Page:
you can move.”
Lee helped Cheung out of the wagon and on his feet. Cheung walked a little, wobbling, but quickly gained strength.
“Thank—thank you,” Cheung said.
Lanterns appeared behind them, followed by shouts.
“We’re not done yet,” he said. “Come on.”
“Dead. We have to go.”
They ran for the steam car of the Imperial Guard. Lee got the driver’s seat. Cheung rode shotgun.
“Where are we going?” Cheung muttered.
“Someplace that’s not here.”
Lee drove and drove until he found himself in a seedy-looking neighbourhood. He parked in a secluded alley and changed his clothes. He left his bloodsoaked clothes in the backseat and ignited them. He didn’t want to give a ritualist blood to track with. Not if he could help it.
The adrenaline wore off and a cacophony of aches and pains emerged. Lee kept going, urging Cheung along. They halted, near a secluded alley, only when it became clear that the old man was losing his sense of direction. They waited until dawn, not quite sleeping, not quite resting. Lee meditated, restoring his chi as best as he could and channelling the excess to the old man.
Lee shook Cheung awake and they set off again. Cheung recovered enough sense to find the main road, where they flagged down a horse-drawn taxicab. The driver dropped them off at a bus station at the edge of town. From there it was a ten-hour journey to T’aip’ing.
They sat side-by-side, dirty and scuffed and shunned by the other passengers. Which was, for now, fine by Lee. Lee continued meditating, while Cheung stared out the window.
“Why did you kill Ms Tung?” Cheung asked, finally, in Liangtunghua.
“She wasn’t going to listen,” Lee said, “and the Guard were coming.”
“You shot her.”
“When two tigers fight, one dies, the other is crippled.”
Cheung pondered that in silence for a few hours. When the noon sun came and went, he asked, “Why help us escape?”
Ethan Thomas Lee inhaled. Exhaled. “The Boxers killed my father in the early days of the Uprising. After the Uprising, the Imperial Guard executed my mother for being a ‘collaborator’. You know what they had in common? Closed-mindedness.”
“Yemaitai is coming. The only question is how to discourage or defeat them. Discarding something because it is Western is the height of foolishness. Did we not defeat the Westerners with their own technology?”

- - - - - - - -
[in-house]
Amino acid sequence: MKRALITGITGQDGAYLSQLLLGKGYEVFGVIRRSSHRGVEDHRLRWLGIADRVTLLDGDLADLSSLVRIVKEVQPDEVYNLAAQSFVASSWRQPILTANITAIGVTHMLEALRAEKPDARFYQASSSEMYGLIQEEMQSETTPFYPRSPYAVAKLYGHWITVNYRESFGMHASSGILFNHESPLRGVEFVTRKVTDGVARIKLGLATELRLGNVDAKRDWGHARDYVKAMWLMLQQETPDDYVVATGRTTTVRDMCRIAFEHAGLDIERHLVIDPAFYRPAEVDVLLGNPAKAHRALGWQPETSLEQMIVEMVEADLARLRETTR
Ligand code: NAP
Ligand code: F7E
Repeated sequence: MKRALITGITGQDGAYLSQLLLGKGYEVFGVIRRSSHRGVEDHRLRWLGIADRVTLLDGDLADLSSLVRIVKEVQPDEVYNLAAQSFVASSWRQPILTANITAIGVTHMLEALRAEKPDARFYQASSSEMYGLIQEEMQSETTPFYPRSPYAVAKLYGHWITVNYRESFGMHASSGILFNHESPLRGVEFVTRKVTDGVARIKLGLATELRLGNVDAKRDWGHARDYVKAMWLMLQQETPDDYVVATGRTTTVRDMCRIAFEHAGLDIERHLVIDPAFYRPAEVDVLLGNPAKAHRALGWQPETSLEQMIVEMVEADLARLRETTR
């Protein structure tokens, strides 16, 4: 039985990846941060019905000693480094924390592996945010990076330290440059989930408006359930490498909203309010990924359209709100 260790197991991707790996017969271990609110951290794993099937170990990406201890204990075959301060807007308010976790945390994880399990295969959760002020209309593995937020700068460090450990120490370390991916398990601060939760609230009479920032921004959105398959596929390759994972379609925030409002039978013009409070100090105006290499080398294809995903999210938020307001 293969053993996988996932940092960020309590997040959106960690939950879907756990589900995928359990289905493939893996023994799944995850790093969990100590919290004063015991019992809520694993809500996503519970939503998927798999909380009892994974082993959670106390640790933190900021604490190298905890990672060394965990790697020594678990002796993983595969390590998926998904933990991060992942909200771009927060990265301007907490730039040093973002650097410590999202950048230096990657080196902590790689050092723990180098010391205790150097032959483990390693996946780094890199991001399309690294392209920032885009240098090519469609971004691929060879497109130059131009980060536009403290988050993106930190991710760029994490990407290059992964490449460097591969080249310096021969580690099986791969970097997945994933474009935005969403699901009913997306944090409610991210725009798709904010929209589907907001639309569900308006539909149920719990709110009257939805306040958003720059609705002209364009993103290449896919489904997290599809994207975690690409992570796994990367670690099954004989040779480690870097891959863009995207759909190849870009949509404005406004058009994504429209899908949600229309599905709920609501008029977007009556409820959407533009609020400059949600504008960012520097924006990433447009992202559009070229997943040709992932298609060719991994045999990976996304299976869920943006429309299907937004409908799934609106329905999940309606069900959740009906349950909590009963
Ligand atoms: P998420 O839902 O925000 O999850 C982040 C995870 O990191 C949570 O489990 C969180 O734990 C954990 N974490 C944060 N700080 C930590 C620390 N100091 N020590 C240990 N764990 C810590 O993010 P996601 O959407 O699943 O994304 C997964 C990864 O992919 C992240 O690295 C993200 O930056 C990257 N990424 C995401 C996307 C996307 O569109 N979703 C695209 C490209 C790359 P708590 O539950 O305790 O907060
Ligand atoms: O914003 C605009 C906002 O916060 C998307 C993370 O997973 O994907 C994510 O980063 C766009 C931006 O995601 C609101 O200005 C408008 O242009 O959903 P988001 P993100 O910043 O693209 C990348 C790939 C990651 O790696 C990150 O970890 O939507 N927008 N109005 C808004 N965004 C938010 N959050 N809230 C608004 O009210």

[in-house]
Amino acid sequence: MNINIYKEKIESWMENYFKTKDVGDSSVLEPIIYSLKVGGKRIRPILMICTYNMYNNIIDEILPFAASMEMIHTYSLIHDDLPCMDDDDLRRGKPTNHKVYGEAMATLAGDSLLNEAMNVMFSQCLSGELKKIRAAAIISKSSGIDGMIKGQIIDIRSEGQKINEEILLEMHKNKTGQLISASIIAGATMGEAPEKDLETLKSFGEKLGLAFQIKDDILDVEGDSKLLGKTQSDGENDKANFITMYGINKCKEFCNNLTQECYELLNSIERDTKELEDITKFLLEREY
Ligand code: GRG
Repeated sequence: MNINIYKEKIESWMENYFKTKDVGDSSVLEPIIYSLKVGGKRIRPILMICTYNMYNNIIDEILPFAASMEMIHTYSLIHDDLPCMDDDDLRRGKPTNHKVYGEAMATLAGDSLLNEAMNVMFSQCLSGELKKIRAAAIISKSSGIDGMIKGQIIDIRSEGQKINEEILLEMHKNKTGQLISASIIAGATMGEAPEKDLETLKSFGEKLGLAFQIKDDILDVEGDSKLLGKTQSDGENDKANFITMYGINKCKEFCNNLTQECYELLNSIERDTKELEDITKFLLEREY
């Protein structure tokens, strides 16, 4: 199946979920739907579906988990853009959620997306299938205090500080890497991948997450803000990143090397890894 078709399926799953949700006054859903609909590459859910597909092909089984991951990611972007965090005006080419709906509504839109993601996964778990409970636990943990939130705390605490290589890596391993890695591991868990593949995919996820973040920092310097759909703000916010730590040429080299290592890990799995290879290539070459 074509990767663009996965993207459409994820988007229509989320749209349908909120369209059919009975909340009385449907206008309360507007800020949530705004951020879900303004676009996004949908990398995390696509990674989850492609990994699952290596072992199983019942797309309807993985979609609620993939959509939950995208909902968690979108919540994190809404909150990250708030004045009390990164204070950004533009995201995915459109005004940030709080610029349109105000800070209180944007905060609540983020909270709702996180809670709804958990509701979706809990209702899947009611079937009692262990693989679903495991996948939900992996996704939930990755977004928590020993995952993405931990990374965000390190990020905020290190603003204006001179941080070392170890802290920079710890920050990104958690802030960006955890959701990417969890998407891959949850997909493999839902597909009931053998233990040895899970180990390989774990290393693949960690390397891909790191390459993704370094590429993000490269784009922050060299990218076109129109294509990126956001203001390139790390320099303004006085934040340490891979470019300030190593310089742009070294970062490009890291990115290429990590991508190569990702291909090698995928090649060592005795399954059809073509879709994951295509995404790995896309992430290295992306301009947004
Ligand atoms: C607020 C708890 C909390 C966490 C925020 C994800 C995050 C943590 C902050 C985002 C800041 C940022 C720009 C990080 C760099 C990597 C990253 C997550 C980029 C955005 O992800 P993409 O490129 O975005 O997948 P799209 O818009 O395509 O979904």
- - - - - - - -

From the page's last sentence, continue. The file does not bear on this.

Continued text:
Cheung smiled at that.
They went their separate ways at T’aip’ing. With no cargo to guard, and the Imperial Guard looking for an old man and a young mixed-blood man travelling together, going separately was the only choice. Cheung boarded the evening train, Lee left in the morning.
Occasionally Lee got out at random stops, spending a day or evening in a strange town or city. He kept his ears out for word of an Imperial Guard manhunt and heard nothing. Once in a stopover he sent a coded telegram to the Risk Taker’s Guild in Sum Kong, to Lam. The next day, Lam told him everything was calm in the city.
Lee returned to the city four days later. He stopped in at the International Quarter. Cheung’s office was shuttered, the signboards removed. The bank told him he had been paid in full, plus a three-peso bonus. He returned to his apartment, inventoried his equipment, cleaned what could be cleaned and made a list of what he needed to replace. Then a long bath and a short walk to his bed. That night, he awoke in the dark only five times.
In the morning, he left his bed, changed into something presentable and returned to the Risk taker’s Guild. In the tea hall found a chair next to the radio and ordered a bowl of pork porridge. He ate slowly. Carefully. No need to rush.
At eight o’clock precisely, the music faded away and the radio announcer came back on.
“This is Sum Kong Radio, with breaking news. Two days ago, at one in the morning, saboteurs from Yematai were caught in the Northeast Province near the cross-border railway with Chüsenkuo. They were armed with dynamite, pistols and rifles and dressed like civilians.
“They were discovered by Imperial Guardsmen patrolling the border. Our forces heroically killed all five saboteurs with no loss to themselves. Shortly after this incursion, Yemai forces were observed massing at the border. Our glorious army is moving to protect our sovereignty against the Yemai imperialists. More news to follow.”
Lee finished his breakfast quickly. Paid the bill, walked out. He had equipment to replace, new items to buy, experts and contacts to talk to.
More jobs would be coming. And soon.
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